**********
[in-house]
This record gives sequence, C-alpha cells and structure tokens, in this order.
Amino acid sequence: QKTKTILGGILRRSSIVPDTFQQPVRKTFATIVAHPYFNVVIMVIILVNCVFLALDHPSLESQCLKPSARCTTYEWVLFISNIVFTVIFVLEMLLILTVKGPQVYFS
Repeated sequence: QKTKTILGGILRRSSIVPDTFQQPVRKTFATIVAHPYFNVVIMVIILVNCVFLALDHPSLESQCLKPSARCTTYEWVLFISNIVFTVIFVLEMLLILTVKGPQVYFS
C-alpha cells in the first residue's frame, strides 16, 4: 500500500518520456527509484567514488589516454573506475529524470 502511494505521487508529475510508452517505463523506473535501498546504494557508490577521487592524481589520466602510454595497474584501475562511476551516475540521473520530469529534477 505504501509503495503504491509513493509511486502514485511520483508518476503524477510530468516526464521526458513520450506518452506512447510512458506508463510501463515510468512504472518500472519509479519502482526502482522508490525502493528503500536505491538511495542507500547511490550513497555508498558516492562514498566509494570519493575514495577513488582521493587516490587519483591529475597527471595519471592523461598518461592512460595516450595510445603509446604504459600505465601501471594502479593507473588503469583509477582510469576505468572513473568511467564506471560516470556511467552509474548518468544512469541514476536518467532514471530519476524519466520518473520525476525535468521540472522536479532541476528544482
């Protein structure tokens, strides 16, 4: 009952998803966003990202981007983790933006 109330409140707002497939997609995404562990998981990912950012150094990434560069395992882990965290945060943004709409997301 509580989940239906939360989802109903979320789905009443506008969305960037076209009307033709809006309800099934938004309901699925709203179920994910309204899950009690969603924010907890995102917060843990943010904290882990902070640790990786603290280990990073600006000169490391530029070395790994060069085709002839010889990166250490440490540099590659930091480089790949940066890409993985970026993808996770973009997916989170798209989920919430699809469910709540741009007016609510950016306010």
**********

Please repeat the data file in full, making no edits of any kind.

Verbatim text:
[in-house]
This record gives sequence, C-alpha cells and structure tokens, in this order.
Amino acid sequence: QKTKTILGGILRRSSIVPDTFQQPVRKTFATIVAHPYFNVVIMVIILVNCVFLALDHPSLESQCLKPSARCTTYEWVLFISNIVFTVIFVLEMLLILTVKGPQVYFS
Repeated sequence: QKTKTILGGILRRSSIVPDTFQQPVRKTFATIVAHPYFNVVIMVIILVNCVFLALDHPSLESQCLKPSARCTTYEWVLFISNIVFTVIFVLEMLLILTVKGPQVYFS
C-alpha cells in the first residue's frame, strides 16, 4: 500500500518520456527509484567514488589516454573506475529524470 502511494505521487508529475510508452517505463523506473535501498546504494557508490577521487592524481589520466602510454595497474584501475562511476551516475540521473520530469529534477 505504501509503495503504491509513493509511486502514485511520483508518476503524477510530468516526464521526458513520450506518452506512447510512458506508463510501463515510468512504472518500472519509479519502482526502482522508490525502493528503500536505491538511495542507500547511490550513497555508498558516492562514498566509494570519493575514495577513488582521493587516490587519483591529475597527471595519471592523461598518461592512460595516450595510445603509446604504459600505465601501471594502479593507473588503469583509477582510469576505468572513473568511467564506471560516470556511467552509474548518468544512469541514476536518467532514471530519476524519466520518473520525476525535468521540472522536479532541476528544482
């Protein structure tokens, strides 16, 4: 009952998803966003990202981007983790933006 109330409140707002497939997609995404562990998981990912950012150094990434560069395992882990965290945060943004709409997301 509580989940239906939360989802109903979320789905009443506008969305960037076209009307033709809006309800099934938004309901699925709203179920994910309204899950009690969603924010907890995102917060843990943010904290882990902070640790990786603290280990990073600006000169490391530029070395790994060069085709002839010889990166250490440490540099590659930091480089790949940066890409993985970026993808996770973009997916989170798209989920919430699809469910709540741009007016609510950016306010």